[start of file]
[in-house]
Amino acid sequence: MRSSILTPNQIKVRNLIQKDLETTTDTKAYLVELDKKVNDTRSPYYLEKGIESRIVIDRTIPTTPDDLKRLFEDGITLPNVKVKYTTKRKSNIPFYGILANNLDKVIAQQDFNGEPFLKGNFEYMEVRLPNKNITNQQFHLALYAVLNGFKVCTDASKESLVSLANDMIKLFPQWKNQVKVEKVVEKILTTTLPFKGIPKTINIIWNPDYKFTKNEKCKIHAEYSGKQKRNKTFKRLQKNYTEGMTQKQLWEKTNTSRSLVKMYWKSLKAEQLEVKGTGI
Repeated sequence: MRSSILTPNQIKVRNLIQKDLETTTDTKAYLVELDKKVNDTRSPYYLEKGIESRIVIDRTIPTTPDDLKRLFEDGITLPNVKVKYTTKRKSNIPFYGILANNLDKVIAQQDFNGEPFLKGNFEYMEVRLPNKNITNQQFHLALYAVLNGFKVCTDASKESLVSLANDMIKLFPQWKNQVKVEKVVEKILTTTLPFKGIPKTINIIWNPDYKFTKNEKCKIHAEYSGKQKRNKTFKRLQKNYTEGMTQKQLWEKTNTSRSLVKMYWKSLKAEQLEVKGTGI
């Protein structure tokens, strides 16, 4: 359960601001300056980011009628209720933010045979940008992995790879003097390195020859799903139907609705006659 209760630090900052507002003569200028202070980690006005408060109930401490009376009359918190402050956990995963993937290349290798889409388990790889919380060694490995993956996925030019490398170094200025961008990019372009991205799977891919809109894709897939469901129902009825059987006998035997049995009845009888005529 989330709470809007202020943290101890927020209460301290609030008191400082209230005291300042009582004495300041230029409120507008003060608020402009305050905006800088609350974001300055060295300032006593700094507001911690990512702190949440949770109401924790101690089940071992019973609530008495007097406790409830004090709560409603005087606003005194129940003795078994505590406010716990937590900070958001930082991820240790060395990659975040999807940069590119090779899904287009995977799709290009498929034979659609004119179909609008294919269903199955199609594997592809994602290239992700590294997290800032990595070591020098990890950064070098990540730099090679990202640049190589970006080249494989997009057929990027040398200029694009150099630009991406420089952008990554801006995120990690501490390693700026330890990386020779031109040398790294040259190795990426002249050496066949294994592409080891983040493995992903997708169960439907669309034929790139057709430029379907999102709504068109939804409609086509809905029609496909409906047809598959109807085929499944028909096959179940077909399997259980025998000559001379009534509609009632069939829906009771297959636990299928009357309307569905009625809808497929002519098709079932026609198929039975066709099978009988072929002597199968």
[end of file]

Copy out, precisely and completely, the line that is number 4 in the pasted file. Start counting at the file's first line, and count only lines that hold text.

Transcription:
């Protein structure tokens, strides 16, 4: 359960601001300056980011009628209720933010045979940008992995790879003097390195020859799903139907609705006659 209760630090900052507002003569200028202070980690006005408060109930401490009376009359918190402050956990995963993937290349290798889409388990790889919380060694490995993956996925030019490398170094200025961008990019372009991205799977891919809109894709897939469901129902009825059987006998035997049995009845009888005529 989330709470809007202020943290101890927020209460301290609030008191400082209230005291300042009582004495300041230029409120507008003060608020402009305050905006800088609350974001300055060295300032006593700094507001911690990512702190949440949770109401924790101690089940071992019973609530008495007097406790409830004090709560409603005087606003005194129940003795078994505590406010716990937590900070958001930082991820240790060395990659975040999807940069590119090779899904287009995977799709290009498929034979659609004119179909609008294919269903199955199609594997592809994602290239992700590294997290800032990595070591020098990890950064070098990540730099090679990202640049190589970006080249494989997009057929990027040398200029694009150099630009991406420089952008990554801006995120990690501490390693700026330890990386020779031109040398790294040259190795990426002249050496066949294994592409080891983040493995992903997708169960439907669309034929790139057709430029379907999102709504068109939804409609086509809905029609496909409906047809598959109807085929499944028909096959179940077909399997259980025998000559001379009534509609009632069939829906009771297959636990299928009357309307569905009625809808497929002519098709079932026609198929039975066709099978009988072929002597199968």